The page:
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Accessing Awakened Awareness Through Unconditional Love and Compassion: Integrating Tibetan Buddhism with Psychological Science

January 25 @ 9:00 am - 4:00 pm


Accessing Awakened Awareness Through Unconditional Love and Compassion: Integrating Tibetan Buddhism with Psychological Science

Teacher(s): Paul Condon

“As adults, we need to become newly aware of the love that has infused our lives all along, to turn our attention to it afresh with the eyes of a child. To do so is to become conscious of the tremendous capacity for love that even now permeates our being—to open to it, to be healed by its life-giving energy, and to participate in its power to renew our world. We can awaken to the deepest goodness in ourselves and others. We can learn to recognize and commune with the blessings that have always been pouring forth.” – Lama John Makransky

This retreat will present the theory and practice of Sustainable Compassion Training (SCT), which introduces ways of accessing and settling into our innate awakened awareness through contemplative practices adapted from Tibetan Buddhism.

Initially developed by Lama John Makransky, SCT is adapted from Tibetan Buddhism into a form that is immediately accessible to people of all backgrounds, religious and/or secular. SCT has three modes of contemplative practice: 1) The receptive mode helps us find new access to hidden qualities of love, compassion, inner peace, and discernment. 2) The deepening mode helps us settle into the source of those qualities in the depth of our awareness—with increasing relaxation, inner acceptance and spaciousness that is healing and freeing in mind and body. 3) The inclusive mode helps us come from that depth to connect with others in their deep dignity and humanity with replenishing and expansive powers of care, compassion and discernment in action.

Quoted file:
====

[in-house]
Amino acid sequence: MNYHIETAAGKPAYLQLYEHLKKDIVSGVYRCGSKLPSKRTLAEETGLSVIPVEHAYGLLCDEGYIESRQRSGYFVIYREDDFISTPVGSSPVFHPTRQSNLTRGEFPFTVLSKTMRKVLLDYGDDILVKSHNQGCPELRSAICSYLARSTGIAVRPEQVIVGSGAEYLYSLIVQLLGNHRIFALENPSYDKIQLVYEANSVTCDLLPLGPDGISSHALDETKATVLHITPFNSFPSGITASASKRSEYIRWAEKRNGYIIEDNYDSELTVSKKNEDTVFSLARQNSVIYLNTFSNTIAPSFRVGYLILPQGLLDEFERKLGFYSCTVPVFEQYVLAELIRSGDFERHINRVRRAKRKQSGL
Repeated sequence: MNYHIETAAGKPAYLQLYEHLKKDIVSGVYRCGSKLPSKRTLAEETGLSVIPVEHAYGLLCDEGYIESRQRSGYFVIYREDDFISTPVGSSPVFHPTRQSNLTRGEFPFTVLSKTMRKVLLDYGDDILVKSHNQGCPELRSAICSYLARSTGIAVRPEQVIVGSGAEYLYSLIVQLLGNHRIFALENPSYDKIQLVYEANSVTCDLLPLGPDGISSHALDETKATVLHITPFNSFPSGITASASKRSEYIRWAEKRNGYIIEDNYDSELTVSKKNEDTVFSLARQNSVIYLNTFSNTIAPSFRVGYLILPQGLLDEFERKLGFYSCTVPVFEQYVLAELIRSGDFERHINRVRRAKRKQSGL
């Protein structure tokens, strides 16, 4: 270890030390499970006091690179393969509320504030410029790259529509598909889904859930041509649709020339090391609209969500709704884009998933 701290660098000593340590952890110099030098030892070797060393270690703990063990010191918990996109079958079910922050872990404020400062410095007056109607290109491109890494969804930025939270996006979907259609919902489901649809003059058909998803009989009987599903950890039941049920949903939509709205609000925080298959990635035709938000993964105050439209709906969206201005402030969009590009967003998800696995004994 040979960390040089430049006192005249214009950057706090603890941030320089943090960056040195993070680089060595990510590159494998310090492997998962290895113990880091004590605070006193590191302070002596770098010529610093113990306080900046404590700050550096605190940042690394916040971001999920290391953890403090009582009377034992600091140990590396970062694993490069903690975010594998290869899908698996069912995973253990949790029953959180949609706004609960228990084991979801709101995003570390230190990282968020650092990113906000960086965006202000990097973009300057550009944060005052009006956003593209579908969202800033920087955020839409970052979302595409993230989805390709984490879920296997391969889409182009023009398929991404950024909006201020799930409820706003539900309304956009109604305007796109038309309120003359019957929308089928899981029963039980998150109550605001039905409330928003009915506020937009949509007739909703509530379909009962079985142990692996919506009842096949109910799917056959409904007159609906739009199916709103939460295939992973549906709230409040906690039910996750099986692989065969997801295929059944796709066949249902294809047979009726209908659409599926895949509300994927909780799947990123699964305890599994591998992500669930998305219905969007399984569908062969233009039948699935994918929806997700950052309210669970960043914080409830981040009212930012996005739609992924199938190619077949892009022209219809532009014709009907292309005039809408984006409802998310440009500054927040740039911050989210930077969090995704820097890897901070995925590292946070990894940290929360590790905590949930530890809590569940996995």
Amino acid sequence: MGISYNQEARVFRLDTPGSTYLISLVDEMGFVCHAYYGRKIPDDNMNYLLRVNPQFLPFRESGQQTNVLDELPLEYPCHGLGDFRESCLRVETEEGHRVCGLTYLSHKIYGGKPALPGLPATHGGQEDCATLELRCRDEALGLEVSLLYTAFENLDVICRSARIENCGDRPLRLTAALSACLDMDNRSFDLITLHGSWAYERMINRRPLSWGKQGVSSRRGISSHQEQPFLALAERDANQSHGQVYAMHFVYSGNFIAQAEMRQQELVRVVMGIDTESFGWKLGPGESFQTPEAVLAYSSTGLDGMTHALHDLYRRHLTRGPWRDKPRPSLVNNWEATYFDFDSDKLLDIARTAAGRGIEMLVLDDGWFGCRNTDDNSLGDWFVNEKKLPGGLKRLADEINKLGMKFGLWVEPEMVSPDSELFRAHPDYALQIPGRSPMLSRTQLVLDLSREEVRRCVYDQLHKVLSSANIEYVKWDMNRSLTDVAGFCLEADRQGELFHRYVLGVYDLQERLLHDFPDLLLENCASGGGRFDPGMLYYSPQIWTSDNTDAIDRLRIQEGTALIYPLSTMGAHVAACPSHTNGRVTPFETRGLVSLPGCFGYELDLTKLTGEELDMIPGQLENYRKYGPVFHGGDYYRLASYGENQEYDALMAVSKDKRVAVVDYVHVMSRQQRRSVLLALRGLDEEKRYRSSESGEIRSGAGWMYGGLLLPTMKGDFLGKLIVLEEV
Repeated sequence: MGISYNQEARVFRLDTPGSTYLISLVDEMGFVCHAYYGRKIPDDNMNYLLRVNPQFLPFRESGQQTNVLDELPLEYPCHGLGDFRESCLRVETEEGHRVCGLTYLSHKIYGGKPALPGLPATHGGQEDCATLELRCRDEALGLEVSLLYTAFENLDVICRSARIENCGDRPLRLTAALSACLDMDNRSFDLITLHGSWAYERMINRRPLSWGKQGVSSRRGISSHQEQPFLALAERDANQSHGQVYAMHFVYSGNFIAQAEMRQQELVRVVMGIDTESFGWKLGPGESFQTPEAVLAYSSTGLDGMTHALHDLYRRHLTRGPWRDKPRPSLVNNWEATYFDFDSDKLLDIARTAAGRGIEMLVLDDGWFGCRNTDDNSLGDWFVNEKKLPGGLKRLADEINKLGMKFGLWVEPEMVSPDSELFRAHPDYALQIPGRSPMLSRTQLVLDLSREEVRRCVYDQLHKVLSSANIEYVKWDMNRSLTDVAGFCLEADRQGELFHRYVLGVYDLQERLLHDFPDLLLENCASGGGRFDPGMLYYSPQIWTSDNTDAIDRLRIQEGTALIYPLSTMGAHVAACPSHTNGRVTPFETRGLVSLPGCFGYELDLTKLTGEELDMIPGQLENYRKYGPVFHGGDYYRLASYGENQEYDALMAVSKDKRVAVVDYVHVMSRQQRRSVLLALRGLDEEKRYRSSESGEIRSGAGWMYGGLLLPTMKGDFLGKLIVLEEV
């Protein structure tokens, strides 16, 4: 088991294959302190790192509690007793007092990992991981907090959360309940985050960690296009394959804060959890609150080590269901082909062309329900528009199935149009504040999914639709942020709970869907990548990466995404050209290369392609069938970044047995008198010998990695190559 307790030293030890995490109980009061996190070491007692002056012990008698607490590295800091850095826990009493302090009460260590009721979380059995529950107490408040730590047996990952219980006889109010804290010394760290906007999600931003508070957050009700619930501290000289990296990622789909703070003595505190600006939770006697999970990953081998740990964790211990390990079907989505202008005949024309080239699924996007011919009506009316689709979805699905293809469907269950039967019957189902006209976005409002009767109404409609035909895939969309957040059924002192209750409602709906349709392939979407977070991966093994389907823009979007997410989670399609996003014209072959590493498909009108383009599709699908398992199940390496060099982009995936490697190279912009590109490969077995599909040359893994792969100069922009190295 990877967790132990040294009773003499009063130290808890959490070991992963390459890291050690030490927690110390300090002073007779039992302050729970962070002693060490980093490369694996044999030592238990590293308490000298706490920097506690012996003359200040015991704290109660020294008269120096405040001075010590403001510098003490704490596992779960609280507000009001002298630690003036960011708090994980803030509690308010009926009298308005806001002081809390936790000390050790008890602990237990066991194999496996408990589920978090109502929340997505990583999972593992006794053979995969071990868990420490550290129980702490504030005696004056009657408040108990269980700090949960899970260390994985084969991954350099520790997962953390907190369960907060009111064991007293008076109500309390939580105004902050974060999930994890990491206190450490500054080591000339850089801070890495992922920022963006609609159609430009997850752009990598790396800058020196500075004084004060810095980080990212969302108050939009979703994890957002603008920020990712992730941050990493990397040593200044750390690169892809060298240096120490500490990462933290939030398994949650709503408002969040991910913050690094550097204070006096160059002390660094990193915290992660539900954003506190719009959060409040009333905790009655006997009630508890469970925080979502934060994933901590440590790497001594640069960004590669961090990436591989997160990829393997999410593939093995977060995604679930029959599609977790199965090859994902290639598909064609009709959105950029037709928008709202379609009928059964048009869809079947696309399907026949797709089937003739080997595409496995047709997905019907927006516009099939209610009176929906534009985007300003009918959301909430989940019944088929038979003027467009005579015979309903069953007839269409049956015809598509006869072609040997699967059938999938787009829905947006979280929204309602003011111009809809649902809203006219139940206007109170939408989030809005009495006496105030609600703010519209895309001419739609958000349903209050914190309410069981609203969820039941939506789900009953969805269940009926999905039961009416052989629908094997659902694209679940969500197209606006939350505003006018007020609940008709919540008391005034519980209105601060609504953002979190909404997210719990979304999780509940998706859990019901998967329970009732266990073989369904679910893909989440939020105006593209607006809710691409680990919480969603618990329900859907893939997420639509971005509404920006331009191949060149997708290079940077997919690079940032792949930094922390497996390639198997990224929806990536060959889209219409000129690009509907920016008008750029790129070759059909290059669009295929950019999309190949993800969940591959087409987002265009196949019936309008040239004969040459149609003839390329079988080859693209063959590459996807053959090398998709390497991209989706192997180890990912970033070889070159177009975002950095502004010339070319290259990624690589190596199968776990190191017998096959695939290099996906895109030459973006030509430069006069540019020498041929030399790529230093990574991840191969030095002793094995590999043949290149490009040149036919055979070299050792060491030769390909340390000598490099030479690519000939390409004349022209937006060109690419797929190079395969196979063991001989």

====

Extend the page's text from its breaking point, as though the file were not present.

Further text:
In addition, we will explore correlations between aspects of SCT and theories in psychological science, which can help participants further access the theory and practice of the meditations. In this way, modern psychology, along with contemplative theory and practice, can together help us learn to access sustaining powers of care and compassion, beyond mental depletion or compassion fatigue. Guided meditations, explanation of key concepts and discussion with participants will clarify and empower practice.

Paul Condon, Ph.D., is an Assistant Professor of Psychology at Southern Oregon University (SOU). Paul’s research examines the influence of meditation on prosocial emotion and behavior. His research also examines the contributions of psychological science to modern meditation programs in dialogue with Buddhist philosophy. Paul is a meditation teacher with the Foundation for Active Compassion and has studied Nyingma and Kagyu traditions of Tibetan Buddhism. At SOU, Paul teaches courses in Health Psychology, Sustainable Compassion, History of Psychology, Statistics, and General Psychology.


Date: January 25 Time:
9:00 am - 4:00 pm
Cost: $60


Kagyu Sukha Chöling
109 Clear Creek Drive, Suite 102
Ashland, OR 97520 United States